Failed States, Global Risks

Recently we’ve seen socioeconomic headwinds lead to civil unrest in Sri Lanka and Ecuador, bringing those countries close to ‘failed state’ status. These unfortunate events have not had large-scale repercussions on the global economy, supply chains, or natural resources. With that said, which fragile states facing similar situations risk having global ramifications, in terms of economic shocks, political contagion, or spillover of violence?

Geoffrey O.
Washington, DC, USA

Every country in the world is facing disruptive impacts from the ongoing COVID pandemic, disinformation-fueled political divisions, and dramatic price increases in food and oil. In countries with well-functioning governments and civil society structures these impacts may be absorbed without pushing the country into failure or sparking regional violence. However, in at least four countries of strategic importance, I foresee a growing risk of state failure and political/economic contagion that US policymakers must take steps to mitigate: Pakistan, Venezuela, Iraq, and Jordan. These four face far more risk that food and oil price spikes and state corruption will spark the demographic bulge of unemployed 18-25 year old men into violence that could topple each government and spread regionally.

Alessandro G.
Budapest, Hungary

Turkey is still relatively solid but shows signs of crisis. The Lira has lost much of its value, inflation is high, and Erdogan refuses to raise interest rates. This has created dissent that the government tries to divert via aggressive rhetoric toward Greece, Cyprus, Syria, etc. If Turkey’s situation got worse, the impact could include economic repercussions (also due to the exposure of European banks), migration pressure on Europe, instability in the Middle East, and even conflict (domestic or with neighbors). Another case is Ethiopia, since it sees mounting inter-ethnic tensions beyond Tigray and is vulnerable to the grain shortage caused by the war in Ukraine. If it failed, a migration crisis would likely ensue, and instability could affect navigation through Bab-el-Mandeb.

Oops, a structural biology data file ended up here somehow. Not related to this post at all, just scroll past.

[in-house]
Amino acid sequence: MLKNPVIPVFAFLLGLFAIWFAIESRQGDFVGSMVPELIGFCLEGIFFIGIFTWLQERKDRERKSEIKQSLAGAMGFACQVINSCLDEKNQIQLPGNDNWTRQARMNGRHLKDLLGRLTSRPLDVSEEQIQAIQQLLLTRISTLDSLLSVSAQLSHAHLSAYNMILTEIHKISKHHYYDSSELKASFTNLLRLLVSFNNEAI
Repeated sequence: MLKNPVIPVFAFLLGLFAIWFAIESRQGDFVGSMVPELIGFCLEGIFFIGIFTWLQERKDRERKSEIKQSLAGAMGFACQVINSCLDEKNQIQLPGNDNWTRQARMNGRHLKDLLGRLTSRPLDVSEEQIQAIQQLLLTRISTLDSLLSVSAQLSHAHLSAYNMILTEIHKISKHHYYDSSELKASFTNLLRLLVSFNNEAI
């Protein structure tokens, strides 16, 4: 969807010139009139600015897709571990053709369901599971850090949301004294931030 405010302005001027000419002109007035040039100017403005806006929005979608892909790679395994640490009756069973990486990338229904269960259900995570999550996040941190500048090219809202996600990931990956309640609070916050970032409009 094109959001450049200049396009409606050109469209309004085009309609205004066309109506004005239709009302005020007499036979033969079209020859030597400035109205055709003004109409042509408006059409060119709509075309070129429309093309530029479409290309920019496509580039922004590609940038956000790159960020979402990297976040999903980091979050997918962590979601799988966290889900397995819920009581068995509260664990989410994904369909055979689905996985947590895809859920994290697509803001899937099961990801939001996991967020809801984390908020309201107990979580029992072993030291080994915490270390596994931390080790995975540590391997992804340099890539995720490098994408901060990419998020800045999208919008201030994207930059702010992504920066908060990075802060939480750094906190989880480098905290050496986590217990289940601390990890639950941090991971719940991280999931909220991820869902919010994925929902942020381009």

Laird T.
Washington, DC, USA

African states loom large on the risk of failed states in 2022 from a combination of financial crises exacerbated by COVID and the worsening food/fuel price inflation. Ghana, Kenya, Ethiopia, Angola and Zambia face significant risk of default. All have been hit hard by imported inflation and/or the rising cost of debt service as developed countries increase interest rates. Instability in Ethiopia would impact the region’s security given simmering internal tensions (including Tigray), while Zambia is a key mineral exporter. Egypt has been hit hard by disruptions of food imports from Ukraine. Indonesia and Malaysia face significant debt servicing issues as well. Colombia has significant internal security challenges. While collapse is not likely, default would create more instability.

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